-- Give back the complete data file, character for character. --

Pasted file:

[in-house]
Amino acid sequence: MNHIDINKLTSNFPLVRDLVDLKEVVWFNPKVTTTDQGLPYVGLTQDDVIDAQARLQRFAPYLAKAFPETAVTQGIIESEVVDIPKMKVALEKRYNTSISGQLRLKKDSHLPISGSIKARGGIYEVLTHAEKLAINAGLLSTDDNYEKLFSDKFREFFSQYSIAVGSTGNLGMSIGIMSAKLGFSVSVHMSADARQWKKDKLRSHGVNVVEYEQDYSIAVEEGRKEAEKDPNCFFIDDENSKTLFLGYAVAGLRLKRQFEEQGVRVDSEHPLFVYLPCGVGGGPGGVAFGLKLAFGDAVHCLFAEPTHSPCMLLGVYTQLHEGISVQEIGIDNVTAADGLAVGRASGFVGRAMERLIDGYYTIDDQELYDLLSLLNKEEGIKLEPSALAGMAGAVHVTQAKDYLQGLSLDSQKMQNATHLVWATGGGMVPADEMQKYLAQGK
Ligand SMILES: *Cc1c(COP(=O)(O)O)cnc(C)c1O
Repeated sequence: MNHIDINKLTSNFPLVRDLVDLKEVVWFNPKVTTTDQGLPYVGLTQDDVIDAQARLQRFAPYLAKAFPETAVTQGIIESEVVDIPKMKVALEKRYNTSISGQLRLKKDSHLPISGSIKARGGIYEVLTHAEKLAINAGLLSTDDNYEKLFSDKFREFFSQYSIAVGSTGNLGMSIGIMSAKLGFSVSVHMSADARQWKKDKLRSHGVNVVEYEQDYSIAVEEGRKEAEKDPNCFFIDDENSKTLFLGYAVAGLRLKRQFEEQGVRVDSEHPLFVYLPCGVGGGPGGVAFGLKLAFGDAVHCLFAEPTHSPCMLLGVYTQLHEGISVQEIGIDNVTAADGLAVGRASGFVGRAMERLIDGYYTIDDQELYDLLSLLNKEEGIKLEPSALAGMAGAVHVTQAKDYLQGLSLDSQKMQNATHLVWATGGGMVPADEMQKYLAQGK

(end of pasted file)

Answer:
[in-house]
Amino acid sequence: MNHIDINKLTSNFPLVRDLVDLKEVVWFNPKVTTTDQGLPYVGLTQDDVIDAQARLQRFAPYLAKAFPETAVTQGIIESEVVDIPKMKVALEKRYNTSISGQLRLKKDSHLPISGSIKARGGIYEVLTHAEKLAINAGLLSTDDNYEKLFSDKFREFFSQYSIAVGSTGNLGMSIGIMSAKLGFSVSVHMSADARQWKKDKLRSHGVNVVEYEQDYSIAVEEGRKEAEKDPNCFFIDDENSKTLFLGYAVAGLRLKRQFEEQGVRVDSEHPLFVYLPCGVGGGPGGVAFGLKLAFGDAVHCLFAEPTHSPCMLLGVYTQLHEGISVQEIGIDNVTAADGLAVGRASGFVGRAMERLIDGYYTIDDQELYDLLSLLNKEEGIKLEPSALAGMAGAVHVTQAKDYLQGLSLDSQKMQNATHLVWATGGGMVPADEMQKYLAQGK
Ligand SMILES: *Cc1c(COP(=O)(O)O)cnc(C)c1O
Repeated sequence: MNHIDINKLTSNFPLVRDLVDLKEVVWFNPKVTTTDQGLPYVGLTQDDVIDAQARLQRFAPYLAKAFPETAVTQGIIESEVVDIPKMKVALEKRYNTSISGQLRLKKDSHLPISGSIKARGGIYEVLTHAEKLAINAGLLSTDDNYEKLFSDKFREFFSQYSIAVGSTGNLGMSIGIMSAKLGFSVSVHMSADARQWKKDKLRSHGVNVVEYEQDYSIAVEEGRKEAEKDPNCFFIDDENSKTLFLGYAVAGLRLKRQFEEQGVRVDSEHPLFVYLPCGVGGGPGGVAFGLKLAFGDAVHCLFAEPTHSPCMLLGVYTQLHEGISVQEIGIDNVTAADGLAVGRASGFVGRAMERLIDGYYTIDDQELYDLLSLLNKEEGIKLEPSALAGMAGAVHVTQAKDYLQGLSLDSQKMQNATHLVWATGGGMVPADEMQKYLAQGK